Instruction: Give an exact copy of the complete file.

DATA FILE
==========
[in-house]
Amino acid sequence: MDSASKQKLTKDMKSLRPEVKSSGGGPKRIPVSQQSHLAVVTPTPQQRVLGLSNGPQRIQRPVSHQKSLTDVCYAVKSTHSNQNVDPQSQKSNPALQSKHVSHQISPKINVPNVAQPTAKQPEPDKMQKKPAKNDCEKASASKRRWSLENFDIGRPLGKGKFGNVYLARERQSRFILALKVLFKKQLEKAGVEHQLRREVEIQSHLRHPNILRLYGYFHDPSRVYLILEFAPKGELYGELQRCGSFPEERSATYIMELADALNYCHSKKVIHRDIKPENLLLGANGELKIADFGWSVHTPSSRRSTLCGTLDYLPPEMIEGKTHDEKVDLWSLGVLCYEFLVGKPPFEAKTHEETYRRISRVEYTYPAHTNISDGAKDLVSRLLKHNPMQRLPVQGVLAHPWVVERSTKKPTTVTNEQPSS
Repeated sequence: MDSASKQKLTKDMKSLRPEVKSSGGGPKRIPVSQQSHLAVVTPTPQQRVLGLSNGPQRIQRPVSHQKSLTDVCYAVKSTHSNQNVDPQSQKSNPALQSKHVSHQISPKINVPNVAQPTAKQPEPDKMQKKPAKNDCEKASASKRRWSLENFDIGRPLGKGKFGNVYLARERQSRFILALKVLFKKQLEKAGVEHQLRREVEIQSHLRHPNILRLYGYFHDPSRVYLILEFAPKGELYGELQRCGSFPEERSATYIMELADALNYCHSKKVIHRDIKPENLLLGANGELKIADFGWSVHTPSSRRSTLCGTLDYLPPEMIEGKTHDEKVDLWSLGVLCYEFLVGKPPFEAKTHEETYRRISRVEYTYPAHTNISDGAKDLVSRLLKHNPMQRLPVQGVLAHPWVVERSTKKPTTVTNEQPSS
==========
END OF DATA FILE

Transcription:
[in-house]
Amino acid sequence: MDSASKQKLTKDMKSLRPEVKSSGGGPKRIPVSQQSHLAVVTPTPQQRVLGLSNGPQRIQRPVSHQKSLTDVCYAVKSTHSNQNVDPQSQKSNPALQSKHVSHQISPKINVPNVAQPTAKQPEPDKMQKKPAKNDCEKASASKRRWSLENFDIGRPLGKGKFGNVYLARERQSRFILALKVLFKKQLEKAGVEHQLRREVEIQSHLRHPNILRLYGYFHDPSRVYLILEFAPKGELYGELQRCGSFPEERSATYIMELADALNYCHSKKVIHRDIKPENLLLGANGELKIADFGWSVHTPSSRRSTLCGTLDYLPPEMIEGKTHDEKVDLWSLGVLCYEFLVGKPPFEAKTHEETYRRISRVEYTYPAHTNISDGAKDLVSRLLKHNPMQRLPVQGVLAHPWVVERSTKKPTTVTNEQPSS
Repeated sequence: MDSASKQKLTKDMKSLRPEVKSSGGGPKRIPVSQQSHLAVVTPTPQQRVLGLSNGPQRIQRPVSHQKSLTDVCYAVKSTHSNQNVDPQSQKSNPALQSKHVSHQISPKINVPNVAQPTAKQPEPDKMQKKPAKNDCEKASASKRRWSLENFDIGRPLGKGKFGNVYLARERQSRFILALKVLFKKQLEKAGVEHQLRREVEIQSHLRHPNILRLYGYFHDPSRVYLILEFAPKGELYGELQRCGSFPEERSATYIMELADALNYCHSKKVIHRDIKPENLLLGANGELKIADFGWSVHTPSSRRSTLCGTLDYLPPEMIEGKTHDEKVDLWSLGVLCYEFLVGKPPFEAKTHEETYRRISRVEYTYPAHTNISDGAKDLVSRLLKHNPMQRLPVQGVLAHPWVVERSTKKPTTVTNEQPSS